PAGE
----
Thanks to new research, peregrine falcons are revealing a fascinating story about how contaminants can move through the food web at lakes Mead and Mohave. Peregrine falcons have staged an amazing comeback in this area over the last few decades, but recently, workers around these reservoirs have identified a potential problem: surprisingly high levels of mercury in the birds’ bodies.
Mercury4 can enter an ecosystem either via natural processes like slowly leeching out of rocks, or as a byproduct of human activities such as burning coal and mining. After entering an aquatic ecosystem like lakes Mead and Mohave, the mercury is first processed by bacteria which convert it into an even nastier substance called methylmercury. This contaminant is then taken up by plankton which are eaten by invertebrates and fish, and continuing on with each organism in the food web consuming the next. As the methylmercury makes its way through the food web, it biomagnifies – in other words, it becomes increasingly more concentrated in each consecutive organism’s body.
By the time the methylmercury gets into the bodies of peregrine falcons, it can reach very high levels. When this happens, it can affect the nervous system, especially in developing birds. Young peregrine falcons are the ones most at risk; if enough mercury gets concentrated in their bodies, they could have trouble learning to hunt and fly.
However, this doesn’t pose a complete disaster for local peregrines – at least not yet. Although researchers have measured high levels of mercury in the birds, they haven’t seen any actual deaths or health consequences. Also puzzling is the fact that overall mercury concentrations in Lake Mead water and in fish sampled from lakes Mead and Mohave is generally low, well within lower ranges of large lakes around the country. Biologists want to keep an eye on the situation by testing birds’ feathers to assess whether contaminant levels are increasing, and monitoring the local peregrines’ population to determine whether their numbers are falling. The lakes wouldn’t be the same without the freewheeling falcons that perch high on the rocky cliffs and also atop the lakes’ delicate food webs.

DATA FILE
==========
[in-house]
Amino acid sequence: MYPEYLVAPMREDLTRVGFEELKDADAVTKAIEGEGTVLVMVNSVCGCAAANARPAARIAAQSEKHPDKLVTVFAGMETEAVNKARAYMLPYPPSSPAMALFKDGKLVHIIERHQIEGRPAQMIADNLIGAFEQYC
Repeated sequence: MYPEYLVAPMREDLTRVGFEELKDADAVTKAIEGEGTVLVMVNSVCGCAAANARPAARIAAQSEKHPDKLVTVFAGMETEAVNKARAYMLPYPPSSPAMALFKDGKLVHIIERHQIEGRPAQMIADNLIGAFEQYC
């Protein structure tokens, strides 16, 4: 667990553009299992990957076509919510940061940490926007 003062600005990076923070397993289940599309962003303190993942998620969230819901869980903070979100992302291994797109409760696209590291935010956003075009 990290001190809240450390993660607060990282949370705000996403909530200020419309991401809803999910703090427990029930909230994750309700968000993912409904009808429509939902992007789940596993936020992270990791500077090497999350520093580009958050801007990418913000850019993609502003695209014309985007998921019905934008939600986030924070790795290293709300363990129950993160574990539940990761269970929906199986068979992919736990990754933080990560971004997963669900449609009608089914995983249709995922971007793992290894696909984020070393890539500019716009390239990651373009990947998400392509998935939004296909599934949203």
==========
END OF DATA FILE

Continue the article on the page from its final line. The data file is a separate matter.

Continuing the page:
The Effects of Change
A researcher collecting data used to help answer critical questions about lake health.
Ecosystems are naturally resilient and can usually bounce back in response to changing conditions, but lakes Mead and Mohave have recently been hit hard with two big changes: the invasion of quagga mussels and the lengthy drought that has been plaguing the Southwest. Scientists are working hard to determine whether the lakes’ food webs can cope with the new conditions or if these upheavals have unsettled the basic biological relationships that keep the lakes healthy.Read More
How to Measure Mercury
This peregrine falcon nestling will be tested for signs of mercury by clipping off a tiny piece of one of its feathers.
Studying big, powerful, sharp-taloned birds of prey like peregrine falcons takes a special kind of scientist. Not only are the birds challenging to work with, but this kind of research requires an eclectic combination of approaches that range from rappelling down vertical cliff faces to performing careful analyses in the laboratory.
Last updated: January 18, 2018